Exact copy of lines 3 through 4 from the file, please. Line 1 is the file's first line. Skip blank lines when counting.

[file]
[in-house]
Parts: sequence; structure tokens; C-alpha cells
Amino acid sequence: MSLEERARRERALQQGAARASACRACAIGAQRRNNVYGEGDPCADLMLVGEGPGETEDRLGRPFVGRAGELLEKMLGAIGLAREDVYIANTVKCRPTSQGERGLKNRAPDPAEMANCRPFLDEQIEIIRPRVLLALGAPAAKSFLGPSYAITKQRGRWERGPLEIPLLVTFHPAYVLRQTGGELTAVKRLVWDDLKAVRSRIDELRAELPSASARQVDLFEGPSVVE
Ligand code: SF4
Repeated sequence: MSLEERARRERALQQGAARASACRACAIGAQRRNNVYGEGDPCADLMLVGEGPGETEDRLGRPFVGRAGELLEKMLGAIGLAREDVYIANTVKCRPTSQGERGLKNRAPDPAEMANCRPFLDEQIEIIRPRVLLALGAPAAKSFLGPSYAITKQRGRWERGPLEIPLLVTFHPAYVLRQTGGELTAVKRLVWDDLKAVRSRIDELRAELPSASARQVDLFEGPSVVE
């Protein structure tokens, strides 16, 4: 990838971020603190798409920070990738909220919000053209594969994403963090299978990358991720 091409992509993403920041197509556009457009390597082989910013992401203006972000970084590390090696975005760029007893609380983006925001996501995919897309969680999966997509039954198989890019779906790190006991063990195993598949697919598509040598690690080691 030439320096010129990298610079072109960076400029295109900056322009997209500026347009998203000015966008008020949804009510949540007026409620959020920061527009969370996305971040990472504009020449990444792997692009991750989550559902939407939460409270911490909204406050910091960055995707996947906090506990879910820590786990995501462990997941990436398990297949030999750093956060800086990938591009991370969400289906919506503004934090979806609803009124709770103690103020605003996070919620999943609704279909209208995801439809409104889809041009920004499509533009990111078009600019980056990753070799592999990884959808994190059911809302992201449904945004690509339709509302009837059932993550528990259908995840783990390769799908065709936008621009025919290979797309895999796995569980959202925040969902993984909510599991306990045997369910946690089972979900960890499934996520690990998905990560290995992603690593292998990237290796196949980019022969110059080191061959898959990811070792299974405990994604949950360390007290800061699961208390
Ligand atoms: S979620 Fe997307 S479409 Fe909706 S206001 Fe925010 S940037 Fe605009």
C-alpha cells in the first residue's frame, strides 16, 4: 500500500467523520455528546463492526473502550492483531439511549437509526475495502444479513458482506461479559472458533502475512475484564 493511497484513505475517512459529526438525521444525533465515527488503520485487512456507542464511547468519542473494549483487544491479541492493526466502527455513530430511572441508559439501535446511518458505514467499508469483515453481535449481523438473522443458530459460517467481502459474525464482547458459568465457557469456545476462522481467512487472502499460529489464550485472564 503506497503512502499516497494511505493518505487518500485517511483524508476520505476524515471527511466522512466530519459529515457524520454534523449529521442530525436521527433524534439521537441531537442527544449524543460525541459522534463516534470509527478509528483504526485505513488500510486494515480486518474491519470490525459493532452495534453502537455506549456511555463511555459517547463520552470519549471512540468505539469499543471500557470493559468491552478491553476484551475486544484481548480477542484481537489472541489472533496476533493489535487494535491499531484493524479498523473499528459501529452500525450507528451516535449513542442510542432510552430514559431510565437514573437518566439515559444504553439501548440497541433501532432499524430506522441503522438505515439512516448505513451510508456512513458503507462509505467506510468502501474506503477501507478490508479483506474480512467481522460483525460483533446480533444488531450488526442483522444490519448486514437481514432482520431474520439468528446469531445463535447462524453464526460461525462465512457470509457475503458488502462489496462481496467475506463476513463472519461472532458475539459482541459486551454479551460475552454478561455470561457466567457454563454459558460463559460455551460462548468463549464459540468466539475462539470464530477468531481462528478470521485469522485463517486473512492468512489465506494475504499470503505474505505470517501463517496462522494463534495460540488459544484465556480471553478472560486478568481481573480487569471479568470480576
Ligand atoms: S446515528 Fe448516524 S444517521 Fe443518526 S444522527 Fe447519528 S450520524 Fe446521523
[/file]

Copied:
Amino acid sequence: MSLEERARRERALQQGAARASACRACAIGAQRRNNVYGEGDPCADLMLVGEGPGETEDRLGRPFVGRAGELLEKMLGAIGLAREDVYIANTVKCRPTSQGERGLKNRAPDPAEMANCRPFLDEQIEIIRPRVLLALGAPAAKSFLGPSYAITKQRGRWERGPLEIPLLVTFHPAYVLRQTGGELTAVKRLVWDDLKAVRSRIDELRAELPSASARQVDLFEGPSVVE
Ligand code: SF4